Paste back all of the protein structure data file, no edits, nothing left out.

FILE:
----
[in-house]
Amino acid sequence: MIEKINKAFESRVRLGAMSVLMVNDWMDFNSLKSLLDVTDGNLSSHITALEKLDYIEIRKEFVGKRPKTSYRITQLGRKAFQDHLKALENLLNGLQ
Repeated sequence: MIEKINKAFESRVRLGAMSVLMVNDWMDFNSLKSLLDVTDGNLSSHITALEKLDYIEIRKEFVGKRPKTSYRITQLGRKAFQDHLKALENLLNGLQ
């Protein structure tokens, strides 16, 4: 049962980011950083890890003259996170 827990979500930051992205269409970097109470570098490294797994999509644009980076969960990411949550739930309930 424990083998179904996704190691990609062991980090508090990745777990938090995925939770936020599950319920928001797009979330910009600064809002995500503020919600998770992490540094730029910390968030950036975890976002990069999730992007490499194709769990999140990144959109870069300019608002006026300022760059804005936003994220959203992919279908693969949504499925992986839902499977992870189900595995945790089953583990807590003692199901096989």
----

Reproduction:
[in-house]
Amino acid sequence: MIEKINKAFESRVRLGAMSVLMVNDWMDFNSLKSLLDVTDGNLSSHITALEKLDYIEIRKEFVGKRPKTSYRITQLGRKAFQDHLKALENLLNGLQ
Repeated sequence: MIEKINKAFESRVRLGAMSVLMVNDWMDFNSLKSLLDVTDGNLSSHITALEKLDYIEIRKEFVGKRPKTSYRITQLGRKAFQDHLKALENLLNGLQ
């Protein structure tokens, strides 16, 4: 049962980011950083890890003259996170 827990979500930051992205269409970097109470570098490294797994999509644009980076969960990411949550739930309930 424990083998179904996704190691990609062991980090508090990745777990938090995925939770936020599950319920928001797009979330910009600064809002995500503020919600998770992490540094730029910390968030950036975890976002990069999730992007490499194709769990999140990144959109870069300019608002006026300022760059804005936003994220959203992919279908693969949504499925992986839902499977992870189900595995945790089953583990807590003692199901096989």